Tom was knocked down by Jim and subsequently has died later. Hence, Tania (Tom’s wife) (or his Estate) may bring a legal action on behalf of Tom against Jim under the tort of negligence. According to Lord Wright in Lochgelly Iron and Coal Company v M’Mullan, in order for the defendant to be liable in negligence, there must be a duty of care to the claimant and breach of that duty by the defendant, and such breach caused damage to the claimant.
Tania must firstly show that Jim owes a duty of care to Tom as the ‘duty’ is the core ingredient of the tort. Thus, if there is no duty owe to Tom by Jim, there will be no liability under the tort of negligence for Tom even if Jim has carelessly caused the damage. By applying the singular composite test in Caparo Industries plc v Dickman, a duty will arise if it was reasonably foreseeable that the conduct of the defendant will cause damage to the claimant; there must also be sufficient of “proximity” between the parties; and, the situation must be one in which the court considers it fair, just and reasonable that the law should impose a duty of care of a given scope on the one party for the benefit of other. Lord Bridge stated that the foreseeability, proximity and fair, just and reasonable were nothing more than convenient labels. It is necessary to look at the traditional categories first, where the duty relationship is well-established. Such singular composite test is only relevant in novel situation where it is doubtful whether there should be a duty relationship. In Fardon v Harcourt-Rivington, Lord MacMillan stated that users of the highway owed a duty to each other that they do not injure each other. The mere circumstance of their being on highway brings them into a relationship with each other from which relationship arises the duty to have regard for each other’s safety. Thus, it can be said that there is a duty of care between Jim (lorry driver) and Tom (cyclist).
Having established that Jim owes a duty to Tom above, Tania must now then show that Jim has breach such duty. The test for deciding whether there has been a breach of duty is laid down in Alderson B. in Blyth v Birmingham Waterworks Co., where “negligence is the omission to do something which a reasonable man, guided upon those considerations which ordinarily regulate the conduct of human affairs, would do, or doing something which a prudent and reasonable man would not do.” In other words, the test is objective and the question is not “did the defendant do his best?” but “did he come up to the standard of the reasonable man?” In Nettleship v Weston, the claimant was injured while teaching the defendant (a driving learner) to drive a car. The Court of Appeal held that the defendant was negligent. Lord Denning MR stated that the learner driver may be doing his best, but his incompetent best is not good enough. He must drive in as good a manner as a driver of skill, experience and care. Even a driving learner is expected to come up to the same standard as experienced driver, logically, Jim a lorry driver who has a driving license must also come up to the standard as experienced lorry driver too.
In order to determine whether Jim has come up to the reasonable man’s standard of care, as identified by Mr. Rogers, the courts will generally take into account the magnitude of risk; the importance of the object to be attained and practicability of precautions.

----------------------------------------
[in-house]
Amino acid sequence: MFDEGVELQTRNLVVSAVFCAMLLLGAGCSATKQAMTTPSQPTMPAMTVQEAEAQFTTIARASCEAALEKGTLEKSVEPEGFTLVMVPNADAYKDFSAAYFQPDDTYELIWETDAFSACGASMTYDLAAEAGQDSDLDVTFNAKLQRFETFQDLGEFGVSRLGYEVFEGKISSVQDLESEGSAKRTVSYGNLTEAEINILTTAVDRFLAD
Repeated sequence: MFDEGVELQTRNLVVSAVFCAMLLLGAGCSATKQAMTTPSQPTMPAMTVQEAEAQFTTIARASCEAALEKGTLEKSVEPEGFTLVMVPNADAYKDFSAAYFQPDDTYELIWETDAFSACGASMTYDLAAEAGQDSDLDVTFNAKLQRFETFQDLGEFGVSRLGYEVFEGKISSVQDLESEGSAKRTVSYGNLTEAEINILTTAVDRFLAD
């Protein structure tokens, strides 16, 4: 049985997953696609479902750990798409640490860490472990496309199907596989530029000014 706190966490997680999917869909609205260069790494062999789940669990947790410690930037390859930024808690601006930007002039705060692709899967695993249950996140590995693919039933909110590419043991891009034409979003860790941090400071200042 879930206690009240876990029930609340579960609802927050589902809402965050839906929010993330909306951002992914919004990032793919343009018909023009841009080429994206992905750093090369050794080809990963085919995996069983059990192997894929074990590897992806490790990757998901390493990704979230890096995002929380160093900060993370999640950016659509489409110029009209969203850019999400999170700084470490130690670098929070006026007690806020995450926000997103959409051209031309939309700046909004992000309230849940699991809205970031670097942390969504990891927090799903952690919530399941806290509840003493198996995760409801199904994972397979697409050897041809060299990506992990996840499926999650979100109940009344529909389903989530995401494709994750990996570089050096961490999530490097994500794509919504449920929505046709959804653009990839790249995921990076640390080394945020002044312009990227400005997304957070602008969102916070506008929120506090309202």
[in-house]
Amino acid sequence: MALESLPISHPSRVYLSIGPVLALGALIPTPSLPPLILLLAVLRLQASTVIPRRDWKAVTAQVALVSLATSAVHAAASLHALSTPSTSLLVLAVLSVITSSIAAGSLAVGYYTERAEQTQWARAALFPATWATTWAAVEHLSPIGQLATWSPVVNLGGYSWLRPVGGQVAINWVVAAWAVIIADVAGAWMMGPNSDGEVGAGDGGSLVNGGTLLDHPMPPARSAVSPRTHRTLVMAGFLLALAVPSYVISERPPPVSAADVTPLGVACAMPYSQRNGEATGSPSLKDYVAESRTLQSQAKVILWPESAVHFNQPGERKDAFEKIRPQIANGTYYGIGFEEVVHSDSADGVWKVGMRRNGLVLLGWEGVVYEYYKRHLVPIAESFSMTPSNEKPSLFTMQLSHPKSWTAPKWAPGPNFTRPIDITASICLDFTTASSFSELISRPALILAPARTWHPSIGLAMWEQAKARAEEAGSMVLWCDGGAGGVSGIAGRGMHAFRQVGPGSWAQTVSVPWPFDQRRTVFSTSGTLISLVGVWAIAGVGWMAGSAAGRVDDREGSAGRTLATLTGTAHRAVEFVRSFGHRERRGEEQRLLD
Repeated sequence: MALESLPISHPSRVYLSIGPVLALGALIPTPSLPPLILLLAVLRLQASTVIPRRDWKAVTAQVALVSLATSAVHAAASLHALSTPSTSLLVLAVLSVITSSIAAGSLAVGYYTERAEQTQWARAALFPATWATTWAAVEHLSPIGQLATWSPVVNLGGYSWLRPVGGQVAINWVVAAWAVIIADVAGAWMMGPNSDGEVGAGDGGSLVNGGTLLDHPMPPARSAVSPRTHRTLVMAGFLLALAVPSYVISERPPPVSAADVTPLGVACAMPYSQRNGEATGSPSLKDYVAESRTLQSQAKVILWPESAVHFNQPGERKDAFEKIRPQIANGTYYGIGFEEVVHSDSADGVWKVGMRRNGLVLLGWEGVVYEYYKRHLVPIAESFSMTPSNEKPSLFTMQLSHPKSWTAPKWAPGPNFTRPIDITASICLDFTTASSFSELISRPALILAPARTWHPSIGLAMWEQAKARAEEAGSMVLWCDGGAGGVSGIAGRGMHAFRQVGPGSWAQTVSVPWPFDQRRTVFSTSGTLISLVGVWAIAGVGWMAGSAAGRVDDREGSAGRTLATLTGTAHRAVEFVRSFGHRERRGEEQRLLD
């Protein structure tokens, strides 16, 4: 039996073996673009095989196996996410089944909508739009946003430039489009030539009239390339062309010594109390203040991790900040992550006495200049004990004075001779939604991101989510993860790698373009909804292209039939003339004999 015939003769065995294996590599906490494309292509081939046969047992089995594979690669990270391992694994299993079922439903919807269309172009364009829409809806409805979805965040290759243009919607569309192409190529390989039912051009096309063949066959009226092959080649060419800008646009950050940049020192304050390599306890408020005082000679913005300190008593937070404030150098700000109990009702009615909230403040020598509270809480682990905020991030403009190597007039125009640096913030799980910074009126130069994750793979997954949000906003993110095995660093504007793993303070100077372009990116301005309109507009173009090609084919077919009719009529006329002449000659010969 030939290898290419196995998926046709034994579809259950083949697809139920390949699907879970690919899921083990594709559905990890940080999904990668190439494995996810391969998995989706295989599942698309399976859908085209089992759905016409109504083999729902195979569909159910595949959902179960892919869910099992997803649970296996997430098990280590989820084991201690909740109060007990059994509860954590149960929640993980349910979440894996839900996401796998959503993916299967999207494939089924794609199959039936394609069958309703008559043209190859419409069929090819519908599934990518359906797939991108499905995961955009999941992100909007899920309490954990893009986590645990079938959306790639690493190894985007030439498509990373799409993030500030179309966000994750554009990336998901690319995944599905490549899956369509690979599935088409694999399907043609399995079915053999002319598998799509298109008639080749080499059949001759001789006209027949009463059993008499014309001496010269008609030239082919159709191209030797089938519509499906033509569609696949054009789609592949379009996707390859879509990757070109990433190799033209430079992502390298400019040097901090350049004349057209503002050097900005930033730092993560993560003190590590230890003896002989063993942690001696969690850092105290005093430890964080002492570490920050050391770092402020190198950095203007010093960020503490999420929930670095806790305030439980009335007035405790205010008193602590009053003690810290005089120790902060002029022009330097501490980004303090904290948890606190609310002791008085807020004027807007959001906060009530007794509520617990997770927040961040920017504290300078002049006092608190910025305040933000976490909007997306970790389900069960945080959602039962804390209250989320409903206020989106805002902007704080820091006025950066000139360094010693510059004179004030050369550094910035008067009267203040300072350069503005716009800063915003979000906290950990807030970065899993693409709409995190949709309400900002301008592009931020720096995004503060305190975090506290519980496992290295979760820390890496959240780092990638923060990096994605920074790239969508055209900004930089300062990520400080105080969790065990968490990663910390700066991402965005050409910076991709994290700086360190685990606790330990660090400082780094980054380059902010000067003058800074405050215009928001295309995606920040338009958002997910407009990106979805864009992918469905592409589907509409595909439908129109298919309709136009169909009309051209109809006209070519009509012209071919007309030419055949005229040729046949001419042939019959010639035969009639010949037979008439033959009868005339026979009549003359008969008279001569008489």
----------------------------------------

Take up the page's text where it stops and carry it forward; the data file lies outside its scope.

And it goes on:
There are two elements to make up the magnitude of the risk, the likelihood that injury will be incurred and the seriousness of the injury that is risked. In Bolton v Stone, Lord Reid stated that a reasonable man do in fact take into account the degree of risk and do not act upon a bare possibility as they would if the risk were more substantial. This can be clearly seen in Hilder v Associated Portland Cement Manufacturer Ltd, the defendant has permitted the children play football on his open land which is close to the road. One of the boys kicked the ball onto the road and caused the claimant’s husband to have an accident in which he was killed. The court held that the defendant was negligent as the risk of injury to the road user was so high and without having taken any additional precautions. In Paris v Stepney Borough Council, the court held that even if the likelihood of the harm occurring is small, but the event of it materializes it would give rise to serious injury, the defendant must take additional precaution because that is what a reasonable man would do. Based on the facts given, it can be argued that by Jim driving the lorry too fast, especially when reaching the bend, the likelihood of injury the other road user will be greater than driving a normal speed. Besides, a reasonable person who drives so fast will also slow down his driving speed when reaching a bend as to prevent such great magnitude of risk of injury the other road user occurs.
As a matter of the importance of the objects to be attained, Asquith L.J stated that the purpose to be served, if sufficiently important, justifies and assumption of abnormal risk. In Watt v Hertfordshire CC, the court held that where the defendant took a course of action in a state of emergency the standard of care required must be judged in the light of the emergency. He would not be liable if he made a reasonable decision although in hindsight he could have taken a different course of action which might have prevented the harm. Although Jim was in a hurry of sending a consignment, he is not able to rely on Watt’s case as the facts do not seem to suggest that Jim was sending it in the state of emergency. Moreover, Lord Denning LJ makes clear that such situation is not applicable for commercial purpose as commercial end to make profit is very different from the human end to save life or limb.